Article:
Lies, damned lies and science
IHAVE a friend who was diagnosed with heart disease when he was in his thirties. His wife immediately took action to cut his cholesterol and banned him from eating butter ever again. No butter on his fresh asparagus, with jam on his scones, on new potatoes and warm toast or in his freshly baked potatoes. Instead, he was offered margarine.
Then, two decades later, the scientists said that they’d been wrong. Eating butter didn’t damage the heart. Butter is good for you —it’s margarine that’s the problem. He’s an angry man.
I agree with him. I think scientists should just shut up about their possible findings. In the past few weeks, I’ve made a collection of health warnings and a strange lot they are. We shouldn’t keep cats because they may have a parasite that could cause prostate cancer. We shouldn’t have pot bellies because ‘research suggests that adding 11cm [about 4½in] to your waistline’ increases the risk of obesity-related cancer by 13%. Selfies, other scientists say, cause people to top-up their tans, which will lead to an epidemic of skin cancer. A ‘major report’ says that drinking even one glass of wine a day raises the risk of breast cancer.
Looking on the bright side, research appears to say that taking up gardening ‘can cut the risk of breast cancer’ by up to 13%. And, most damning of all, salt (the demon in our diet) has been declared safe by Dr James Dinicolantonio. Indeed, he says too little salt is bad for you. It seems that the previous ‘evidence’ of the dangers of salt was propounded on research into rats that had been genetically modified to be salt-sensitive. Ordinary rats, says Dr Dinicolantonio, don’t get high blood pressure when fed salt.
I notice that all these reports have the sneaky words ‘could’ or ‘up to’ in their findings. Cats can cause prostate cancer as can a glass of wine, but gardening could be a cure. Strange how things that are pleasing—cats, a glass of wine—cause disease and things that are less so—heavy gardening, slimming—are helpful.
Which brings me to the labelling on food packets. Have you noticed that, on virtually every pack, a good square inch is given to nutritional advice? Probably, like me, your eye simply skates over this because it means absolutely nothing to you. On a packet of crispbread, I’m told that ‘typical values’ for, for instance, energy are 1610kj (or 381kcals) per 100g. On the back of a pack for apple tart, ‘Energy kj equals 714 per 100 grams and 619 per 1/6 of tarte’. Underneath this table is ‘RI=% of your daily reference intake’. There is no other reference to RI.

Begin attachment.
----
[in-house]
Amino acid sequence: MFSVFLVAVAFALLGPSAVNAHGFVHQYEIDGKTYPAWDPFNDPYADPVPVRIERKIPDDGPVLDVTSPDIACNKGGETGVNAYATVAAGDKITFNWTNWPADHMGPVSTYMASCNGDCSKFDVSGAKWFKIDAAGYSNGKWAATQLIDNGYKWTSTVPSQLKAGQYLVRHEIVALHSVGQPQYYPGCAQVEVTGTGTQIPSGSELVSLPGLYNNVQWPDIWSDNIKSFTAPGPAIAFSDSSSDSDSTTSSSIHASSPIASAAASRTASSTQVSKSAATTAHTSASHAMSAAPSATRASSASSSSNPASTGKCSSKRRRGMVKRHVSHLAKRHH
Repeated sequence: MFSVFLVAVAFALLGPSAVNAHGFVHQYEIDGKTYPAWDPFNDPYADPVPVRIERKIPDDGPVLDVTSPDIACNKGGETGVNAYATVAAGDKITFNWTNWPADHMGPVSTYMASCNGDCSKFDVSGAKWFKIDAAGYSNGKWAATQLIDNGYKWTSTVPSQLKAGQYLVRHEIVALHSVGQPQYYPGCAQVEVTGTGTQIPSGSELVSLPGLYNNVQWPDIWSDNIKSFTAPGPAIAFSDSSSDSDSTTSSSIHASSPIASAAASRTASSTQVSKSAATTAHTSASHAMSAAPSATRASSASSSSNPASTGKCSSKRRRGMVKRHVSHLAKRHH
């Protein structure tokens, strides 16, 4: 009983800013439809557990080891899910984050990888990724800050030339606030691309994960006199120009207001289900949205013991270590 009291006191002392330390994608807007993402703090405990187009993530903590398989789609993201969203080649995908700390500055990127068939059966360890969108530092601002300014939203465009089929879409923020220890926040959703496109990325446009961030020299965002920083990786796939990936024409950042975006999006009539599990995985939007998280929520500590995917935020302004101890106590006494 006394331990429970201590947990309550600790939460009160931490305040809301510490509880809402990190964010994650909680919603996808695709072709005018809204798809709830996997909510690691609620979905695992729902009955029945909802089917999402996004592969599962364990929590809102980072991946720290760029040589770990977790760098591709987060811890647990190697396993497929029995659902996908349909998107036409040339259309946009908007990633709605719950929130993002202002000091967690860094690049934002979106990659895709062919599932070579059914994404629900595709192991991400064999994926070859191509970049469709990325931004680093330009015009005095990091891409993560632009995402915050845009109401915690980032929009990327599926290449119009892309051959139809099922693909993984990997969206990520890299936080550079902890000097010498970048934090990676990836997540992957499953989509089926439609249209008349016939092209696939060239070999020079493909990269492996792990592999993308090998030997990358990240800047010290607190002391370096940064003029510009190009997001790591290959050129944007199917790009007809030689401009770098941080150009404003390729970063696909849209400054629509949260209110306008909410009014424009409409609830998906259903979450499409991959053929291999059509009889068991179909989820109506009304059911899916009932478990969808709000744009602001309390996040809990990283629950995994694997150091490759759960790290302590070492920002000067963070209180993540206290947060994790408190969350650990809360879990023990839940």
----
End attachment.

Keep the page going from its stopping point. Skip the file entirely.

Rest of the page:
I wonder if anyone reads these figures or if the whole thing is a waste of space. And, I assume, someone has to work out how many kjs each kind of food has in 100g. You probably don’t have the slightest idea of what a kj is. With a bit of research, I’ve now discovered that this is a kilojoule, which is some measurement of energy that no one understands. It is by the order of the EU that this complete waste of time and money has, by law, to be printed on most food packaging. It would be, wouldn’t it?
Would it be too much to ask that our food could be left out of politics? I see that there are moves to increase the price of sweeties so that the NHS can cope with what is considered an epidemic of obesity. One would be more sympathetic if such instant solutions involved cutting the price of, say, apples and pears rather than hiking the tax on sweets. But, when do-gooding legislation magically increases government revenue, it passes easily.
My suggestion is that we eat what we want within moderation, throw the kilojoules into the bin and have a nice glass of wine to celebrate freedom from smug scientists.
‘Strange how things that are pleasing cause disease’